I am a truffle virgin.
The closest I’ve got to cooking with truffles was a recipe for Cauliflower Soup by John Burton-Race which demanded – or rather, insisted – on a swirl of truffle oil in the soup just before serving. He swore this made all the difference, so I splashed out on a very expensive small bottle of truffle oil. He was right. That ribbon of golden perfumed oil whisked through the creamy cauliflower soup worked magic. My guests asked me what had I done to make the soup taste so delicious?
But experimenting with truffle oil was as far as I ever got back in the UK – truffles aren’t exactly two a penny on the Welsh Borders. So last week, when I came across some truffle sellers in Albi Market promoting a Fete des Truffes at the nearby village of Villeneuve-sur-Vere the following Sunday, I knew I had to go.
The French can be wonderfully pragmatic about their food festivals – forget charming village halls or medieval market squares – the Fete des Truffes took place in a huge agricultural barn, all corrugated iron and concrete, with benches set out in the middle for the festive ‘repas au truffes’.
I turned up early, expecting to be amongst the first arrivals, but cars were parked everywhere. There were probably close to six hundred people already there and more arriving for the promised lunch featuring truffle omelettes. The atmosphere was very convivial – families with children, elderly men in berets, groups of friends – all here to celebrate the truffles. It made me realise that the French truly are obsessed with good food – and with truffles, which hold a fabled place in French cuisine. The French gastronome, Brillat-Savarin, described them as “the diamonds of French cuisine“.
For those of you who want to know what exactly is a truffle, Wikipedia says it’s “the fruiting body of an underground mushroom. Its spores are dispersed by fungivores, animals that eat fungi.” Hunting for truffles is done with either pigs or dogs, who are trained to sniff for the distinctive odour of the underground truffles. Not surprisingly, they are expensive and good truffles can cost thousands, in whatever currency you choose.
Given there was such a large gathering I was surprised there were only ten actual ‘trufficulteurs’ in a small side hall. As I shuffled in with the crowd, I could smell the ‘parfum’ of truffles. They were black truffles (Tuber Melanosporum) and even though there were probably not more than 40 or so truffles on display, the entire hall was scented with their musky perfume.
The most expensive was, of course, the largest – on sale for €92 euros and well beyond my budget. But eventually I came across a small dark truffle at €23 euros which I managed to get my hands on just before someone else did. I then realised I would need a truffle slicer – no good just cutting a truffle with a knife – wafer thin slices are required. So another €13 euros disappeared into someone’s pocket. Everything here is ‘liquide’ (cash in hand) and if you ask for a receipt, eyebrows are raised.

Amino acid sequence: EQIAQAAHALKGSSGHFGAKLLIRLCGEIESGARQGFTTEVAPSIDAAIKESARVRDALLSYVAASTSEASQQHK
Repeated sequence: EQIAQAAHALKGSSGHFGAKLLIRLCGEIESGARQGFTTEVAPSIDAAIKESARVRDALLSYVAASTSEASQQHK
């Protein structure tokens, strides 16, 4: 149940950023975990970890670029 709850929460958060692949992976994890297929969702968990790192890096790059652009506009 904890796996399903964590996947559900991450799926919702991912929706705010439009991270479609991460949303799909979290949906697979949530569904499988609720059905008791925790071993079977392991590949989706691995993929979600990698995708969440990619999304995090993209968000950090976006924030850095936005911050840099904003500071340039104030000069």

There was also a stand selling saplings of the trees most commonly associated with cultivating truffles. In this part of France, it tends to be oak, and I spotted my good friends Michéle and Cristelle buying a couple of oak trees. They’ll have to be patient – it takes at least five years before a tree infected with the fungi will start producing truffles.
Back in Albi, I realised I had no idea what to do with my truffle, so I decided to do my homework and take my truffle seriously. The recipe that popped up everywhere was Omelette au Truffes – but it’s definitely not your standard ‘let’s cook an omelette’ recipe.
Omelette au Truffes
Serves one person, preparation time – three days and one hour! Obviously multiply by the number of people – but my truffle at 23 gm was large enough to do quite a few omelettes.
1 fresh black truffle
3 large organic eggs
Organic sunflower oil
First take your eggs, place them in a plastic box with a lid in the vegetable compartment of the fridge, along with the truffle, which should be wrapped in kitchen towel (to absorb any moisture). Replace the kitchen towel every day as it absorbs the moisture from the truffle. Leave for three days.
“When I finally took the eggs out of the box, I was amazed. The shells of the eggs were perfumed with the scent of truffle.” FJM
Break the eggs into a large bowl and whisk with a balloon whisk as for an ordinary omelette. Shave paper thin slices of the truffle and put a good quantity into the beaten eggs and leave at room temperature for an hour.
Heat the oil in a frying pan, pour in the eggs and truffle and make your omelette, gathering up the edges from the side of the pan and gently pushing them towards the centre as you tip the liquid mix towards the edge of the pan. You’re aiming for a soft, still slightly runny omelette so don’t overcook it. At the last moment shave some more truffle into the omelette, roll it up and serve it. I ate it with some crusty, buttered baguette and nothing else.
The taste of the omelette was the kind that makes you close your eyes and run your tongue round your mouth to get every last vestige of taste in contact with your taste buds. I don’t know about you, but when I eat things I like, I make little murmurs of pleasure – there was a lot of murmuring going on.
I now know why the French wax lyrical about truffles. It is a taste quite unlike anything I have ever tasted, subtle, perfumed, musky, sexy. I had planned to make truffle oil with the remainder but given Mr. T. is arriving for the weekend, that gives me the chance to put some more eggs in close confinement with a truffle.
And given I’m a truffle virgin, I’ll leave the last word to the great Brillat-Savarin: “Whosoever says truffle, utters a grand word, which awakens erotic and gastronomic ideas….”
Preface to ‘The Physiology of Taste’ (1825)